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Günter Grass — The Tin Drum

This isn’t going to be a particularly long review, mostly because I don’t feel as though I’m really qualified to speak much about The Tin Drum, written by Nobel-prize winning Günter Grass. It is easy to see WHY he is a Nobel prize winner, but I’ll get into that in a bit.

First of all, the story. Narrated by Oskar, who from the moment of his birth was a totally conscious and fiendishly smart “adult,” decided that instead of growing up, he would simply stop growing at the age of three. Trapped in a small body and possessed of the titular tin drum, Oskar drums his views on the world, throwing tantrums and shattering glass with his voice when anyone attempts to separate him from his instrument of choice. Growing up in Danzig on the eve of the Second World War, Oskar’s first “presumptive father” is his mother’s husband, the Nazi Matzerath, and the second is man he truly feels is his father, the Pole Jan Bronski. Throughout the war, Oskar’s life plays out in as chaotic a manner as the fighting around him. He ends up in a mental institution, though you won’t find out why until much later in the book.

I’m going to say right out that this book took me ages to read, and I can normally read a book in an hour or two. This took three or four days at least of dedicated reading. Normally when I read, I can look at a page and absorb the words (this is the best way to describe it, it’s hard to put it in proper phrasing). Grass’ writing, or Breon Mitchell’s translation, I’m not sure which, forced me to read word-by-word, which was a frustratingly new experience. And a very slow one. It was partially because I did not want to miss anything and partially because Grass writing is so dense and fiendishly clever and lyrical that I HAD to slow down or I found my eyes just jumping from word to word without understanding what they said at all.

I wrote in a previous post that I had previously owned and read a translation by Manheim. While that edition preserved a good literal translation of the work, reading Mitchell’s The Tin Drum was an entirely new experience and, judging by the fact that he worked closely with Grass to produce it, is closer not to the literal translation of the words but to Grass’ voice, his intention. And it did read very differently, much more poetic and musical, and much more humorous and profane. I can understand why Manheim left certain things out for an American audience in 1959–there were a few passages where I both laughed and cringed (post-coital fluids described as snot dropping to the floor, for example). Oskar’s voice (or Grass’ voice) is totally unique to anything I have read in literature, though the closest I can come to comparison is Joyce.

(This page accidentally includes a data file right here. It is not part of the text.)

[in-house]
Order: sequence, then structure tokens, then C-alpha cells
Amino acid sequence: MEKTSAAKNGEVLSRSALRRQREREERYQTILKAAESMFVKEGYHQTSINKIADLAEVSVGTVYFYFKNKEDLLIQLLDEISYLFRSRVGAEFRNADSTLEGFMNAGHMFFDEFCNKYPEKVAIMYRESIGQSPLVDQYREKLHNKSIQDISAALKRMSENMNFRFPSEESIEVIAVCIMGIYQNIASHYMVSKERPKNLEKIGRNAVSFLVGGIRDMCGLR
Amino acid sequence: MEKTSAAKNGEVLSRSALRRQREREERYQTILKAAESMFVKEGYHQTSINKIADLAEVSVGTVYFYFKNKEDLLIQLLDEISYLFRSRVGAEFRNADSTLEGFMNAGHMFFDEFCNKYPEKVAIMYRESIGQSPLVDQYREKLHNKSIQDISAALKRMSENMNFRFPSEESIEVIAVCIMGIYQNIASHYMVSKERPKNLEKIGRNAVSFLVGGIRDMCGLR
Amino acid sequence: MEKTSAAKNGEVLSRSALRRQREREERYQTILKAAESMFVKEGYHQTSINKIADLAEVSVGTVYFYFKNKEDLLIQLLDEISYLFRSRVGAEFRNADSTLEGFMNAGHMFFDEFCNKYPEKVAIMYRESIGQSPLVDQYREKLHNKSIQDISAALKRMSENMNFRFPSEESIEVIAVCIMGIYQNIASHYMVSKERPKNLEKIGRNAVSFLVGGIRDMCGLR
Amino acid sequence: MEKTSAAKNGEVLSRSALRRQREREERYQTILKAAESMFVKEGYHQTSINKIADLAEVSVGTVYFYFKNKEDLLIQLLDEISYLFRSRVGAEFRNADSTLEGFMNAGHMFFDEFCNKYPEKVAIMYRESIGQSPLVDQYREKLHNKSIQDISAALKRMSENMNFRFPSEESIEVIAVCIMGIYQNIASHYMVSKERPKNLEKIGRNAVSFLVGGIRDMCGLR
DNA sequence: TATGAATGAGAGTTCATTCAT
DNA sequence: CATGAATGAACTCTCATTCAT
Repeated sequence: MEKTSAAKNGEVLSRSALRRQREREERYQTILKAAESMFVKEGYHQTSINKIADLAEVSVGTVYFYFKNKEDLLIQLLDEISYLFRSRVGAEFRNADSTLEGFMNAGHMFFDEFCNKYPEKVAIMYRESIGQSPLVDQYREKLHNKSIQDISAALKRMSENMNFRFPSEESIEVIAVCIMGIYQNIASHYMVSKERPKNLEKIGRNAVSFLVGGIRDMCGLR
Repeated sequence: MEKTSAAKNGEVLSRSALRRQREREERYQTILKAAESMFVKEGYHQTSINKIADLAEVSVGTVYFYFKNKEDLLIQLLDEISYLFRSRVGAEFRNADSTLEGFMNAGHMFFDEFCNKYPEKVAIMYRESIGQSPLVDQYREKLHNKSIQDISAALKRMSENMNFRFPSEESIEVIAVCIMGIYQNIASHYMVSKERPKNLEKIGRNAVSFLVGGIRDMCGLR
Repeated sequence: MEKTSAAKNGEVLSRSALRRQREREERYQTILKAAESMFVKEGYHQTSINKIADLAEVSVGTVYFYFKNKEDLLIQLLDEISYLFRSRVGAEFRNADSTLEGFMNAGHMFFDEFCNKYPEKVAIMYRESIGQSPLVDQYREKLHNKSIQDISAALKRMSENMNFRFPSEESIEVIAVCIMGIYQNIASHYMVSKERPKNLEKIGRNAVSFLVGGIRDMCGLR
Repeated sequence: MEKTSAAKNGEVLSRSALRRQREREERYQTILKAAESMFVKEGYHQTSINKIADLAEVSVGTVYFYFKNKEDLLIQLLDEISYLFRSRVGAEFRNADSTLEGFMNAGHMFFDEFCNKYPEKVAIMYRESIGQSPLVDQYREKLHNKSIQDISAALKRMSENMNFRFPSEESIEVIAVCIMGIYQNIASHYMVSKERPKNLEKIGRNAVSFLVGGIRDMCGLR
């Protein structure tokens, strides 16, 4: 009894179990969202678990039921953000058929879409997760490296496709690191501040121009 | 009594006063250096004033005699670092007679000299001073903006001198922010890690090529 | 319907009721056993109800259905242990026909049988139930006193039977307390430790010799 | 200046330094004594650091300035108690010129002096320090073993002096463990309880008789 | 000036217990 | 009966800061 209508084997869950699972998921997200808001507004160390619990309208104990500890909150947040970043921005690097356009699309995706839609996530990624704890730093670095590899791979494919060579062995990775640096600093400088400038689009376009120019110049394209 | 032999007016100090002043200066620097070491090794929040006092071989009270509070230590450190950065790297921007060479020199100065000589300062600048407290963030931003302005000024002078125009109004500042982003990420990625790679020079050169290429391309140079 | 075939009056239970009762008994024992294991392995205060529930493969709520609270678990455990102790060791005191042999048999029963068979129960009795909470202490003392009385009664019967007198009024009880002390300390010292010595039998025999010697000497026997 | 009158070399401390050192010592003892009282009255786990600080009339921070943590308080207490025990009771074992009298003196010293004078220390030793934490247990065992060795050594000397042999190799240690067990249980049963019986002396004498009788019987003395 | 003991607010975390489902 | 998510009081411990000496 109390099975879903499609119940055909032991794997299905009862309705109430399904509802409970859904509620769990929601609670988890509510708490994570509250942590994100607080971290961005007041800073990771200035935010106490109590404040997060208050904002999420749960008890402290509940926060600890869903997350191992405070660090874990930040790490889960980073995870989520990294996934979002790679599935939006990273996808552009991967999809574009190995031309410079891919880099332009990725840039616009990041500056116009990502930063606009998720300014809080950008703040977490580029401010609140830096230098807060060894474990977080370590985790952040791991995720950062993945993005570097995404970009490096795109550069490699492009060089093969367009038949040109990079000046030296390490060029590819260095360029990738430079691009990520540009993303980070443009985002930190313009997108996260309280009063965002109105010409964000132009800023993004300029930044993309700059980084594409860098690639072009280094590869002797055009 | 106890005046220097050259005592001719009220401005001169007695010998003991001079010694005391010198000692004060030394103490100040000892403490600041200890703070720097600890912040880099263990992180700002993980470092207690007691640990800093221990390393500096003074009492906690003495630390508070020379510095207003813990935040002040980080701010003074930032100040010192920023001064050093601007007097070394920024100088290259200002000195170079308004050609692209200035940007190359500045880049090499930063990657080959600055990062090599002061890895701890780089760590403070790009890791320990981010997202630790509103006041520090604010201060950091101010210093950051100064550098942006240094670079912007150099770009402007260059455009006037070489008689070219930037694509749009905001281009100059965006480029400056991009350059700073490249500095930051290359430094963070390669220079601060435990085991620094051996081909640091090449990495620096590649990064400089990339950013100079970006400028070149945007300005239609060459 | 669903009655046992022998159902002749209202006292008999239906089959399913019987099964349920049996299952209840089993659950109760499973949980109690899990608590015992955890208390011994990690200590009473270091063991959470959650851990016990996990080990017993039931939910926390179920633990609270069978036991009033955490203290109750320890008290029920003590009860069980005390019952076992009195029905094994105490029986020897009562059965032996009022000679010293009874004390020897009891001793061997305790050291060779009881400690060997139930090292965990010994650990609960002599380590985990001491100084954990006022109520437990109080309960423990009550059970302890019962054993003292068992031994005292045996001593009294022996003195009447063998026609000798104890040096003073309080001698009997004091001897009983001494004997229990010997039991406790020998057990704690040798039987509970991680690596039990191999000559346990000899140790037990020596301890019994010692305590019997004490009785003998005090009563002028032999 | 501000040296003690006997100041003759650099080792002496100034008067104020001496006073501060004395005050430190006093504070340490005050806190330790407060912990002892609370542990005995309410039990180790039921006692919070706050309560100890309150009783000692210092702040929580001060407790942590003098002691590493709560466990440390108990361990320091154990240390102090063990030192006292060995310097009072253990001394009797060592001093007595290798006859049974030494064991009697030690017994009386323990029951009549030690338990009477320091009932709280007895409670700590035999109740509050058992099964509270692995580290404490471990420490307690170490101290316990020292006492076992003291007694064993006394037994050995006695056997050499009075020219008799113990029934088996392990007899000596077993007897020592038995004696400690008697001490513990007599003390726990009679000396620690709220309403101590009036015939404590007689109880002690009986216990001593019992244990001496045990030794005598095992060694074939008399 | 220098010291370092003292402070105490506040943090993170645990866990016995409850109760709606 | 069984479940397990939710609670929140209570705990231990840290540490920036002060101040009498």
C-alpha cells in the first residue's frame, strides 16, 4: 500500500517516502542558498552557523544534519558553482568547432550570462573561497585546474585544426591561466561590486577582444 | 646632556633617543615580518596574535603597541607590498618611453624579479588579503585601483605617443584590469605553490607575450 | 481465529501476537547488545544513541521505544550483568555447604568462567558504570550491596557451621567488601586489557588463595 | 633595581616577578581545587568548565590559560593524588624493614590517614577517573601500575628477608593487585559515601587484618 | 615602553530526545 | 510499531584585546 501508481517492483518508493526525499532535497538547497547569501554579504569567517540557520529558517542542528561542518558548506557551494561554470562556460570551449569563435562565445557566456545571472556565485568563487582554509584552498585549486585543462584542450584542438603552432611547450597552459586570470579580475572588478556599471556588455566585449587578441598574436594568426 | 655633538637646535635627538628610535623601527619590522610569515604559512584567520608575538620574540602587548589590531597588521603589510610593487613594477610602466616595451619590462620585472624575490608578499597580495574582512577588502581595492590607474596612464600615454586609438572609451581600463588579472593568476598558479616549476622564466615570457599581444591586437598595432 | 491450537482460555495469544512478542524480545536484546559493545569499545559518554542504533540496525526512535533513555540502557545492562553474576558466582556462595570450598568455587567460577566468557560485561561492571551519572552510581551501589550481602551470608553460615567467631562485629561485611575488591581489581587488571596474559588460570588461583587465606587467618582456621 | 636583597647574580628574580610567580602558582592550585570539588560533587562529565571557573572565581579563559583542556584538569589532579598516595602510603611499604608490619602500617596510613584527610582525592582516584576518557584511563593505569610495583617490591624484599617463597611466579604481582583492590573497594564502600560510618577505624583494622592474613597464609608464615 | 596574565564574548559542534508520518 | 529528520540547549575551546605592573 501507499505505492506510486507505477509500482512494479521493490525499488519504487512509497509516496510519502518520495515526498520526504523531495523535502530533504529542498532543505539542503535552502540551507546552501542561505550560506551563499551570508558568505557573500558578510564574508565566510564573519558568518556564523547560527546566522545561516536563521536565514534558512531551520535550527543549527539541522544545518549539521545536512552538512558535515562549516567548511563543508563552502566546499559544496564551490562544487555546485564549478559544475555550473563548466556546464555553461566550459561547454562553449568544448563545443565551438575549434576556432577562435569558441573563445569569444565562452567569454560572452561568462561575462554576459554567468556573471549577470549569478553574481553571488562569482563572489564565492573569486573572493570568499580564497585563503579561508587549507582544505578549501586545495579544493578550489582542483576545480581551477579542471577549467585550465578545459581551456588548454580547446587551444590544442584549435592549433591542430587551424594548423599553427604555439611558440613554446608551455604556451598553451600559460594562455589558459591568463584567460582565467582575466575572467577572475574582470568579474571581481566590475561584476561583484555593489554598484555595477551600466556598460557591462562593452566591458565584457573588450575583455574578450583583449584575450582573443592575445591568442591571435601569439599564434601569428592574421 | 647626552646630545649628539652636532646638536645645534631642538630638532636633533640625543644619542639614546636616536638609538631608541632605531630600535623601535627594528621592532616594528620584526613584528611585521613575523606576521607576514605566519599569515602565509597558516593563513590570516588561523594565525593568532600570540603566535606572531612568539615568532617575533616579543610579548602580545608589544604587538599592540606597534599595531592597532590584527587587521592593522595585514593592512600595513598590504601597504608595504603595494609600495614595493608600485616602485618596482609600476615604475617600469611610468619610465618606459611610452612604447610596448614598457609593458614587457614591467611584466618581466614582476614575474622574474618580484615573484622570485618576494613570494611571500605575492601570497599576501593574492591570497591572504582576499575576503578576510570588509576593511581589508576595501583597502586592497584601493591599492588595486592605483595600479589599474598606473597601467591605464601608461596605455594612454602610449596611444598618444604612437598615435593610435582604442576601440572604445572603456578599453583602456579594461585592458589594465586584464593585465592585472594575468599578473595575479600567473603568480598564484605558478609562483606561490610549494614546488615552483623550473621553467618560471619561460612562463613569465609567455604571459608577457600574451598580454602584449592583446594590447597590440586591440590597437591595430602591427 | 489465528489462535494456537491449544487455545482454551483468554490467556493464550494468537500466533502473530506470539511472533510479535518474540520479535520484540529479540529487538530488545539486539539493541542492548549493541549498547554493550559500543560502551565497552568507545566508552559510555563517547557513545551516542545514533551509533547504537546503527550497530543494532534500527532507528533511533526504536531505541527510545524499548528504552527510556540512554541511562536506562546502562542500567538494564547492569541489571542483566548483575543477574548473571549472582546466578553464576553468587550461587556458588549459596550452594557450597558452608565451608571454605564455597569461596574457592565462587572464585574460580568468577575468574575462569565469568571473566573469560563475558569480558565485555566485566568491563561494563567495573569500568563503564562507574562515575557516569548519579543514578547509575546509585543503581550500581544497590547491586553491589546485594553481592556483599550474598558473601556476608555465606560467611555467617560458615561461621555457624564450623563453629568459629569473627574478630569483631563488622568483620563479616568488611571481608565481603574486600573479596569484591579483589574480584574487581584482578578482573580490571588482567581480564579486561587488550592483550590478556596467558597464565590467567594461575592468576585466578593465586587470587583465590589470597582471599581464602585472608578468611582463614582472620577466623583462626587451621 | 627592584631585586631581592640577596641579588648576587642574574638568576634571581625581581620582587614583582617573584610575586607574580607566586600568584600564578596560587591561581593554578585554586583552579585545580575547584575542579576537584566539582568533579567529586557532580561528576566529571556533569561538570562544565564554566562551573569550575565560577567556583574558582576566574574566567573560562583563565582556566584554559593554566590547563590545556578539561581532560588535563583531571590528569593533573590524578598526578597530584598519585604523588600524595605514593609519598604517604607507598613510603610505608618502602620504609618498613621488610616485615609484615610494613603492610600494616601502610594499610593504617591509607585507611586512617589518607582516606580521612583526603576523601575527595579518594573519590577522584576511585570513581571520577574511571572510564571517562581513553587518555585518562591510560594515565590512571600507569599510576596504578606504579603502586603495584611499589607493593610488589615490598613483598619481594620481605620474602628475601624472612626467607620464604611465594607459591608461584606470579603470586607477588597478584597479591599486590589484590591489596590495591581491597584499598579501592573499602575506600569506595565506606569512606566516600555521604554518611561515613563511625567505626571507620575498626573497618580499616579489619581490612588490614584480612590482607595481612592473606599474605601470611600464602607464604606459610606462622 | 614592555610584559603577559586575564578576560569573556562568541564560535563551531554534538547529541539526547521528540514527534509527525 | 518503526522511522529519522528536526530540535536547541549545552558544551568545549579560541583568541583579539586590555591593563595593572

This is not light reading, but it is a fiendishly funny, bizarre, and strangely modern story. It was a challenge, but one that I am glad to have stuck out.



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A note on translation

I’m usually very picky about translations of books that I read, especially when I find a translator or translation that I really love. For example I rarely read any other translations if Pevear and Volokhonsky have done one (though I do own two editions of War and Peace but that’s mostly because I had my first one before theirs was published). I hadn’t even thought about another translation of Grass’ The Tin Drum because I was perfectly satisfied with Manheim’s. Even went so far, when I picked up Breon Mitchell’s new translation, to think: do I really need to read this? So far, though, I’ve been really pleasantly surprised. It’s almost like reading a totally new book. A team of translators of all different languages worked closely with Grass to try and restore his voice (I hadn’t even known that Manheim had left out a lot of things and done a more “literal” rendering.) Also, this section in Mitchell’s afterword really made me rethink branching out into other translators of different works that I love:

It is precisely the mark of a great work of art that it demands to be retranslated. What impels us toward new versions is not the weakness of the existing translations, but the strength and richness of certain works of literature. The works that are never retranslated are those we only care to read once.

We translate great works because they deserve it–becuase the power and depth of the text can never be fully revealed by a single translation, however inspired. A translation is a reading, and every reading is necessarily personal, perhaps even idiosyncratic. Each new version offers, not a better reading, but a different one, one that foregrounds new aspects of the text, that sees it through new eyes, that makes it new.

It’s always a good thing to widen your horizons, especially when you haven’t even realized how close-minded you’d been.

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